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Updated on January 12, 2020

How to Prepare for a Biventricular Pacemaker

A biventricular pacemaker is an electronic, battery-powered device that is surgically implanted under the patient’s skin who is suffering from advanced heart failure. The condition is considered advanced when conventional heart therapies and symptom management strategies no longer work. This special pacemaker is designed to treat the delay in heart ventricle contractions. This happens when the right and left ventricles do not pump together and the left ventricle is not able to pump enough blood to the body. The biventricular pacemaker keeps both ventricles pumping together by sending small electrical impulses through the leads. This instrument has helped to improve survival, quality of life, the ability to exercise and help decrease hospitalisation in selected patients.

What Happens Before the Pacemaker Implantation

  • A letter of consent will obtained which allows the doctor to perform the procedure.  At this time, patients are free to ask any questions
  • Patients are required to fast for 6-8 hours prior to the procedure
  • If the patient is pregnant, she must notify the doctor
  • Patients must inform the doctor if they are taking any blood thinning medications because they need to stop consuming them 5 to 7 days prior to the procedure
  • Patients need to assure the doctor if they are fasting, have allergies to latex, iodine, medicine or any anaesthetic agents
  • Patients need to notify the doctor about the current consumption of medication, herbs or supplements
  • Patients who has a history of heart valve disease or surgery may need antibiotic prior to the procedure
  • Patients need to have someone to drive them home after the procedure due to the effects of sedation

What Happens During the Pacemaker Implantation?

1. When the patient arrives at the hospital, he/she will be asked to remove all jewellery or objects (rings or watch) that can interfere with x-rays; he/she will also need to change into a hospital gown.

2. Once the patient arrives in the operating room, he/she will be asked to lie on a table. An intravenous access will be started in one of their arms and monitors will be placed to assess the subject’s heart rate, breathing, blood pressure and oxygenation.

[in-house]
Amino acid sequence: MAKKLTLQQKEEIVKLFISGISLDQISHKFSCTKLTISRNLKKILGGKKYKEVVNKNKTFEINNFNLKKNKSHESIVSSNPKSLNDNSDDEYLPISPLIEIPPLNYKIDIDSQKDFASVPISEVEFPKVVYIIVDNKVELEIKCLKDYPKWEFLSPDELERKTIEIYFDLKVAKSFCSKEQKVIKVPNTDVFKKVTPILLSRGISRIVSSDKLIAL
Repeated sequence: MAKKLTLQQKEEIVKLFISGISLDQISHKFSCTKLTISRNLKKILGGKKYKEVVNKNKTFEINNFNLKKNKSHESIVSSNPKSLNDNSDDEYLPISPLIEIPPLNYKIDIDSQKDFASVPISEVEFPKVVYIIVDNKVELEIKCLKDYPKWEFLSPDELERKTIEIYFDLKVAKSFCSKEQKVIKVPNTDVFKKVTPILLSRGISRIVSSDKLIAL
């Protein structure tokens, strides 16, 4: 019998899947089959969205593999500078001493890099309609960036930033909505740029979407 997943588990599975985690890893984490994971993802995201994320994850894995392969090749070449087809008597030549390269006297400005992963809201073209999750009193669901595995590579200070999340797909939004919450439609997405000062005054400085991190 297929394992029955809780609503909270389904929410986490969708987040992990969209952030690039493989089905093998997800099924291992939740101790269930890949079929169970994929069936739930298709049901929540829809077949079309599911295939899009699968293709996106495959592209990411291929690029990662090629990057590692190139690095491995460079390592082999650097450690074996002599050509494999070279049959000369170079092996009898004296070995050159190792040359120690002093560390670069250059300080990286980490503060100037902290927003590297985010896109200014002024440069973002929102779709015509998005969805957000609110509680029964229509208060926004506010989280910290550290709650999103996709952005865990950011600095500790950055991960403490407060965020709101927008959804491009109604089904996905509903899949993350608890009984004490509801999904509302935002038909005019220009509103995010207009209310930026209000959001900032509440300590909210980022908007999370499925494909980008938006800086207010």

3. Any excess hair around the left side of the chest will be shaved.

4. In most people, the procedure is done with the use of mild intravenous sedation and local anaesthetic.

5. The site where the pacemaker is inserted will be cleaned with antiseptic solution. Once the IV sedative is administered, the doctor will inject a local anaesthetic and then insert the pacemaker. The procedure is done using an X-rays to ensure that the lead is placed in the right position. Once the lead is placed, it will be connected to a generator which will then be placed in the left collar bone.

6. The pacemaker will be checked to ensure that it is working. The wound will be cleaned and closed. The patient will have a sling placed in their left arm for several days to ensure that the lead does not move

What Happens After the Pacemaker Implantation?

After the pacemaker is inserted, patients need to see the cardiologist who will conduct studies in determining the ideal heart rate for that particular person. The pacemaker can be programmed with an external device in a few minutes.

Recovery Room

After the procedure, the patient will be taken to the recovery room for observation for a few hours. Once they are stable, they will be sent back to the medical floor. Most patients stay overnight under observation. Before discharge, the doctor will check the patient’s pacemaker one more time to ensure it is working fine.

What Should I do at home?

  • Patients can resume their daily activities within 2 days
  • They should avoid physician activities and sports for at least 4 to 6 weeks
  • Patients are instructed to limit their arm movement on the side where the pacemaker was inserted
  • Keep the wound dry for at least 1 week

Is the Procedure Safe?

Pacemaker implantation is a very safe procedure. However, like any invasive procedure, there are potential risks which include:

  • Bleeding
  • Infection
  • Air in the chest cavity (pneumothorax)
  • Dislodgement of the lead

However, with experienced surgeons, the complication rate is very low.

What Precautions are Required After Pacemaker Insertion?

DO always carry an ID card or wear a medical that states you have a pacemaker

DO inform staff at security screeners (such as airport) that you have a pacemaker

DO protect the pacemaker site when performing physical activities

DON’T undergo an MRI unless there is a pacemaker which is compatible with the MRI

DON’T carry a cell phone in the pocket next to the pacemaker

AVOID magnets and similar devices

AVOID areas of high voltage, TV transmitters, high tension wires and radar installations

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Disclaimer. TELEME blog posts contains general information about health conditions and treatments. It is not intended to be a substitute for professional medical advice, diagnosis or treatment. The information is not advice and should not be treated as such. 

If you think you may be suffering from any medical condition, you should seek immediate medical attention from your doctor or other professional healthcare providers. You should never delay seeking medical advice, disregard medical advice, or discontinue medical treatment because of information on this website.

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